May Jesus give you joy as you stay strong and shine brightly for Him—even if you’re persecuted for doing the right thing.

—Tom Felten

365-day-plan: Exodus 7:15-9:7

February 7, 2016 

READ: Philippians 2:12-18 


Live clean, innocent lives as children of God, shining like bright lights in a world full of crooked and perverse people (v.15).  

Shane (name changed to protect his identity) took a big job at a well-known company. Within a few months of overseeing its operations, he discovered some dark financial secrets. Doing his job, he delved into a morass of monetary fraud. As he exposed the impropriety, an unexpected thing happened. He was brought before the board of the company and threatened. Shane, a believer in Jesus, stood his ground. His integrity shone brightly even though he was released by the company’s board under false pretenses.

The church at Philippi knew only too well what it felt like to be persecuted for doing the right thing. Paul, under house arrest for preaching the good news, penned an encouraging message to the suffering Philippian believers. He told them:

Stay strong in Jesus. The apostle wrote, “God is working in you, giving you the desire and the power to do what pleases him” (Philippians 2:13). As they relied on God, they could claim the promise that His power and presence would strengthen and help them do the right things.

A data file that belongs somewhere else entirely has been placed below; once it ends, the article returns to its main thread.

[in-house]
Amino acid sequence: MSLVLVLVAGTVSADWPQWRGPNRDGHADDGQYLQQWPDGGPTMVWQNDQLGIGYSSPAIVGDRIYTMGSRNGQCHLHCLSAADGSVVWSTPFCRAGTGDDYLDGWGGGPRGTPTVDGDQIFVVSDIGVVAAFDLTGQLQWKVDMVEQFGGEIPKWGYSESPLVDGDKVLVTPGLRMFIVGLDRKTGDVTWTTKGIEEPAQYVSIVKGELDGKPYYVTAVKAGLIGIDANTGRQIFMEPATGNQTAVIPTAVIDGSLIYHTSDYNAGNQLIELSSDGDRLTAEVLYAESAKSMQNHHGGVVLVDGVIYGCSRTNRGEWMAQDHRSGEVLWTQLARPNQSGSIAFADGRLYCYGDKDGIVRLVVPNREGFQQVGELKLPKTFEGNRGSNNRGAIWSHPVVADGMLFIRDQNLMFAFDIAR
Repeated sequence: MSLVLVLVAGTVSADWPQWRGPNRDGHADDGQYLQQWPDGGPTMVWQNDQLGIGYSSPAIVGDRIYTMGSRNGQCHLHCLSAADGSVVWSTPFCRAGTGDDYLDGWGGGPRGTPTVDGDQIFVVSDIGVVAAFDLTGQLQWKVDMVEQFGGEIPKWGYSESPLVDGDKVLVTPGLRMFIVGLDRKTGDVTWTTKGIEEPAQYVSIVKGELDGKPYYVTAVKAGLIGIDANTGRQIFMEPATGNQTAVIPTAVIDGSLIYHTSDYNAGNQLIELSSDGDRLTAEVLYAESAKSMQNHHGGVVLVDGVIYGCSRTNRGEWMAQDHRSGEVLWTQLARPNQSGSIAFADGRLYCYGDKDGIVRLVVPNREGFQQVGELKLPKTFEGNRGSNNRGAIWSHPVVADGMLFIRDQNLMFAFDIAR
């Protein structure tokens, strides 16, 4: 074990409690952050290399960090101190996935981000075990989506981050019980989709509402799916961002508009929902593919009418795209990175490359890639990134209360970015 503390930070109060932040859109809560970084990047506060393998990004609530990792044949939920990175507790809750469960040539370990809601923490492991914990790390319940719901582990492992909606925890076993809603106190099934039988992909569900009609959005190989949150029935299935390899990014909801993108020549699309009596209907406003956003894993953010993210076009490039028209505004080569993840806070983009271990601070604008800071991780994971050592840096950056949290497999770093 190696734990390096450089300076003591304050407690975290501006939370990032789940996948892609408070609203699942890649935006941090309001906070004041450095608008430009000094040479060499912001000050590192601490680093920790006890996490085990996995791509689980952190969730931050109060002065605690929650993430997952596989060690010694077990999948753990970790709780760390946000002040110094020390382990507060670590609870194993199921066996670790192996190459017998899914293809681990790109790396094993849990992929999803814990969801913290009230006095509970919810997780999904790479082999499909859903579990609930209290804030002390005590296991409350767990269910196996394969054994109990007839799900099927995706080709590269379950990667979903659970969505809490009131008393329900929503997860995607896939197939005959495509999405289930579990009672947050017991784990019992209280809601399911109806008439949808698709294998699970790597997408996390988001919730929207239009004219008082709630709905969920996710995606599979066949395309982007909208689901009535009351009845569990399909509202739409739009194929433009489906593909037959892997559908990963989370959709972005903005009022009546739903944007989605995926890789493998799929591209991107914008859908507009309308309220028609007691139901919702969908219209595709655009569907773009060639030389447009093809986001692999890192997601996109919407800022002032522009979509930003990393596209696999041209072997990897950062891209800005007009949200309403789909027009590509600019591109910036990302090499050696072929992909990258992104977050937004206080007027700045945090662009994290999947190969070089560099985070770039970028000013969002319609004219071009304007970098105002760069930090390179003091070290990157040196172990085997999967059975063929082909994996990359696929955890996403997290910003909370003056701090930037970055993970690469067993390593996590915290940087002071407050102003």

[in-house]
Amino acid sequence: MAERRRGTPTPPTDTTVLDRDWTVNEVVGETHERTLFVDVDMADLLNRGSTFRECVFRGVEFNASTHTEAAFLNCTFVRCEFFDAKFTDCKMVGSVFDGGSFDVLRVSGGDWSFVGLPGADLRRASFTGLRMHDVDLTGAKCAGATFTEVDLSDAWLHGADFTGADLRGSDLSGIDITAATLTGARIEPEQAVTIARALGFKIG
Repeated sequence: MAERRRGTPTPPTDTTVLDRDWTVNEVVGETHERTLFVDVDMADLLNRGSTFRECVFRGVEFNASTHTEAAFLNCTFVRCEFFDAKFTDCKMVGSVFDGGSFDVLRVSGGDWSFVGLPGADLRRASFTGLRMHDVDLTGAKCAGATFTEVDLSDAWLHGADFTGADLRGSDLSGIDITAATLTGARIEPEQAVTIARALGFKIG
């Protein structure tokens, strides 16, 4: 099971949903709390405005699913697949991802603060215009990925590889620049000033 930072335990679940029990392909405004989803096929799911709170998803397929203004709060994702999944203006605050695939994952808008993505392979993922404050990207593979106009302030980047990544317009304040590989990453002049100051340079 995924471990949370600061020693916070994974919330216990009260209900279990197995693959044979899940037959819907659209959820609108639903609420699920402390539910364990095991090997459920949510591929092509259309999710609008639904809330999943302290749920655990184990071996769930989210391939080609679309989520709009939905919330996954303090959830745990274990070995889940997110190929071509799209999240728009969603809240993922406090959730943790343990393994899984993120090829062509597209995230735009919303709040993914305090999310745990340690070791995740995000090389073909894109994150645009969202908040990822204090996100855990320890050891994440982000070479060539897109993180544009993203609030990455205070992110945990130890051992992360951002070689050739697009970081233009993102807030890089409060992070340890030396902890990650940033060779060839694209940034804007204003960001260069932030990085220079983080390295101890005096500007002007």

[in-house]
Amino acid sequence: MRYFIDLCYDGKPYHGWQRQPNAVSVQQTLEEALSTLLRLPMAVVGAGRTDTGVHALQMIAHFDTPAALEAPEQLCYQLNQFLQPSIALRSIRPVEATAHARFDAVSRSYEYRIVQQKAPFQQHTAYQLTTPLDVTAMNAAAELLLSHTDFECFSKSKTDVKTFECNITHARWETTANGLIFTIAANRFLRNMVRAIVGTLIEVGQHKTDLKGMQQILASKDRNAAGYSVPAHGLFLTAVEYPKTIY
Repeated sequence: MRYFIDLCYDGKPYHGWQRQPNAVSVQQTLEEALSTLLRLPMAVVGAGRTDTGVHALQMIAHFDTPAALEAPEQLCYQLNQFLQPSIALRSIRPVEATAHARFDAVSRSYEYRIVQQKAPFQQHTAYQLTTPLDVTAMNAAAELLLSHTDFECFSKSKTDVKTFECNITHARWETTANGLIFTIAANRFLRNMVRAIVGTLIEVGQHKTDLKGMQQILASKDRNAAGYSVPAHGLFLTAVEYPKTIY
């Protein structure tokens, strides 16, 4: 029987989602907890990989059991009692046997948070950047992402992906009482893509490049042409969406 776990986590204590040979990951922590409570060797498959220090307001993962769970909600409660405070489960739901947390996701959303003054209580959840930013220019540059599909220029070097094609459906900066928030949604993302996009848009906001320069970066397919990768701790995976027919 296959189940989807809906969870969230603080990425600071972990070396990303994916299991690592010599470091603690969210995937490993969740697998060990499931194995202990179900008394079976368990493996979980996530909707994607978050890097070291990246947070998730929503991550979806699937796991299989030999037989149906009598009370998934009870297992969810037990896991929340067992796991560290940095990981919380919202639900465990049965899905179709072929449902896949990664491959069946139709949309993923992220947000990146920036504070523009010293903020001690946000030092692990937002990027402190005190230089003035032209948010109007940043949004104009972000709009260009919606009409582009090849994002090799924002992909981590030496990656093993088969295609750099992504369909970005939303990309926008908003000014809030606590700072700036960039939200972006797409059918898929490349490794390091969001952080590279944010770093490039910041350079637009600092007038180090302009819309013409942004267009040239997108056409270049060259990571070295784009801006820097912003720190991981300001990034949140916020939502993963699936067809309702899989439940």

Shine brightly for Jesus. “Live clean, innocent lives as children of God, shining like bright lights in a world full of crooked and perverse people,” Paul wrote (v.15). How do we do that? Paul implored the believers at Philippi to “hold firmly” to the good news that he had brought them and that they had believed (v.16).

What Paul shared wasn’t some pie-in-the-sky ideal; he had triumphantly faced the bitter sting of persecution many times. And yet even under house arrest he rejoiced in his suffering, and he desired that the Philippians “share that joy” (v.17).

May Jesus give you joy as you stay strong and shine brightly for Him—even if you’re persecuted for doing the right thing.

—Tom Felten

365-day-plan: Exodus 7:15-9:7

MORE
Read John 15:5 and consider what God does in and through us as we live surrendered, brightly shining lives for Him.